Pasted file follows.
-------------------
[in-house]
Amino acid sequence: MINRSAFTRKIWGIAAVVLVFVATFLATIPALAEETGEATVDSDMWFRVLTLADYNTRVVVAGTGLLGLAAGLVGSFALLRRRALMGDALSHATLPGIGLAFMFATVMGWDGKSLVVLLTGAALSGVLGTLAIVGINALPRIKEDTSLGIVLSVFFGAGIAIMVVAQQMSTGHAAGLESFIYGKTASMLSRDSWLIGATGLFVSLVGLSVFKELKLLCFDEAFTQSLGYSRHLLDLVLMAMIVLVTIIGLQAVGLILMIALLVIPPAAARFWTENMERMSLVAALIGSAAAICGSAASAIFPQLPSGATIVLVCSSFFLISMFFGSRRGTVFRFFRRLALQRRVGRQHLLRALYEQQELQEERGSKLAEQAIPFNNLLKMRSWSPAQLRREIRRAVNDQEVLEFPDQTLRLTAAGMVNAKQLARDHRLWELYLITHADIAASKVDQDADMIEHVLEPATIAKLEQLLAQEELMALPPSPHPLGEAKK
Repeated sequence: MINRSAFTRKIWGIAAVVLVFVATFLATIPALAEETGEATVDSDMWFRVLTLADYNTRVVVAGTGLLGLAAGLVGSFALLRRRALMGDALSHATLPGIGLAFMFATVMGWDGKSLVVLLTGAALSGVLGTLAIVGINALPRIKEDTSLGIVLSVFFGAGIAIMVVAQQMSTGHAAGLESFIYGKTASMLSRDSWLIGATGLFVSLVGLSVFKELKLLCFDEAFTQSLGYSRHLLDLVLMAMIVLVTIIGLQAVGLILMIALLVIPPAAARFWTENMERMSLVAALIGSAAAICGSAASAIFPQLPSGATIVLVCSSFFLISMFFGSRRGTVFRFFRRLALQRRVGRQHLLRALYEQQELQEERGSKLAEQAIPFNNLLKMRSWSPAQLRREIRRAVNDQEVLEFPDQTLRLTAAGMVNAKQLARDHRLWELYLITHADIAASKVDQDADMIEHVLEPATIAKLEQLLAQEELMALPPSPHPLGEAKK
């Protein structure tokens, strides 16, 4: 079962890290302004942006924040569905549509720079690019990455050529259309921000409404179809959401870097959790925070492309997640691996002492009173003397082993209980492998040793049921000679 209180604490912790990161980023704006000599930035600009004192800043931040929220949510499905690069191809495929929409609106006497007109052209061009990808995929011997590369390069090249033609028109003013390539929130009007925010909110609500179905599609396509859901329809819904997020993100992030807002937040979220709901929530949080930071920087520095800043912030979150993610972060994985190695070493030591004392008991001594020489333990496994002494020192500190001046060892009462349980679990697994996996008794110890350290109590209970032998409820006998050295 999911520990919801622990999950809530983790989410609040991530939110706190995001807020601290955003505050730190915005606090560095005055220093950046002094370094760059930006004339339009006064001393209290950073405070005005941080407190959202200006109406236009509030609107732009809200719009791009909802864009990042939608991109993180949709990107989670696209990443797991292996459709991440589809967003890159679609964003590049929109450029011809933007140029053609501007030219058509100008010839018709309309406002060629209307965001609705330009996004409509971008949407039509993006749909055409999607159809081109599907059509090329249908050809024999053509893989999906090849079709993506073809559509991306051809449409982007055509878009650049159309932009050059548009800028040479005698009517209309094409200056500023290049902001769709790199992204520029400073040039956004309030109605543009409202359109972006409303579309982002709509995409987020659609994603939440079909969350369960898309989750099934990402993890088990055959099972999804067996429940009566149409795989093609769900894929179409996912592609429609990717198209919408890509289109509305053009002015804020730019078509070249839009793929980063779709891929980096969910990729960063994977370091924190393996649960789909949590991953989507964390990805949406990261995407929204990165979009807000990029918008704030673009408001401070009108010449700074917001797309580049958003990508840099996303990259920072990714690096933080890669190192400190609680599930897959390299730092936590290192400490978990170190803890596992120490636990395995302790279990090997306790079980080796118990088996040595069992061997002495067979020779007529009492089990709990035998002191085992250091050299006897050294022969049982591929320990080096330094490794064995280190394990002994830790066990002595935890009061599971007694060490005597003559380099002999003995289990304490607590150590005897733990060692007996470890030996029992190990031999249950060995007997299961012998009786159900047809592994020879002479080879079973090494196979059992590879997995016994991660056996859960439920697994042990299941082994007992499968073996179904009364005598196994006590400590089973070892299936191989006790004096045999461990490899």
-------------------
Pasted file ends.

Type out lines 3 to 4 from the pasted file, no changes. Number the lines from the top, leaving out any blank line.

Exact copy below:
Repeated sequence: MINRSAFTRKIWGIAAVVLVFVATFLATIPALAEETGEATVDSDMWFRVLTLADYNTRVVVAGTGLLGLAAGLVGSFALLRRRALMGDALSHATLPGIGLAFMFATVMGWDGKSLVVLLTGAALSGVLGTLAIVGINALPRIKEDTSLGIVLSVFFGAGIAIMVVAQQMSTGHAAGLESFIYGKTASMLSRDSWLIGATGLFVSLVGLSVFKELKLLCFDEAFTQSLGYSRHLLDLVLMAMIVLVTIIGLQAVGLILMIALLVIPPAAARFWTENMERMSLVAALIGSAAAICGSAASAIFPQLPSGATIVLVCSSFFLISMFFGSRRGTVFRFFRRLALQRRVGRQHLLRALYEQQELQEERGSKLAEQAIPFNNLLKMRSWSPAQLRREIRRAVNDQEVLEFPDQTLRLTAAGMVNAKQLARDHRLWELYLITHADIAASKVDQDADMIEHVLEPATIAKLEQLLAQEELMALPPSPHPLGEAKK
């Protein structure tokens, strides 16, 4: 079962890290302004942006924040569905549509720079690019990455050529259309921000409404179809959401870097959790925070492309997640691996002492009173003397082993209980492998040793049921000679 209180604490912790990161980023704006000599930035600009004192800043931040929220949510499905690069191809495929929409609106006497007109052209061009990808995929011997590369390069090249033609028109003013390539929130009007925010909110609500179905599609396509859901329809819904997020993100992030807002937040979220709901929530949080930071920087520095800043912030979150993610972060994985190695070493030591004392008991001594020489333990496994002494020192500190001046060892009462349980679990697994996996008794110890350290109590209970032998409820006998050295 999911520990919801622990999950809530983790989410609040991530939110706190995001807020601290955003505050730190915005606090560095005055220093950046002094370094760059930006004339339009006064001393209290950073405070005005941080407190959202200006109406236009509030609107732009809200719009791009909802864009990042939608991109993180949709990107989670696209990443797991292996459709991440589809967003890159679609964003590049929109450029011809933007140029053609501007030219058509100008010839018709309309406002060629209307965001609705330009996004409509971008949407039509993006749909055409999607159809081109599907059509090329249908050809024999053509893989999906090849079709993506073809559509991306051809449409982007055509878009650049159309932009050059548009800028040479005698009517209309094409200056500023290049902001769709790199992204520029400073040039956004309030109605543009409202359109972006409303579309982002709509995409987020659609994603939440079909969350369960898309989750099934990402993890088990055959099972999804067996429940009566149409795989093609769900894929179409996912592609429609990717198209919408890509289109509305053009002015804020730019078509070249839009793929980063779709891929980096969910990729960063994977370091924190393996649960789909949590991953989507964390990805949406990261995407929204990165979009807000990029918008704030673009408001401070009108010449700074917001797309580049958003990508840099996303990259920072990714690096933080890669190192400190609680599930897959390299730092936590290192400490978990170190803890596992120490636990395995302790279990090997306790079980080796118990088996040595069992061997002495067979020779007529009492089990709990035998002191085992250091050299006897050294022969049982591929320990080096330094490794064995280190394990002994830790066990002595935890009061599971007694060490005597003559380099002999003995289990304490607590150590005897733990060692007996470890030996029992190990031999249950060995007997299961012998009786159900047809592994020879002479080879079973090494196979059992590879997995016994991660056996859960439920697994042990299941082994007992499968073996179904009364005598196994006590400590089973070892299936191989006790004096045999461990490899």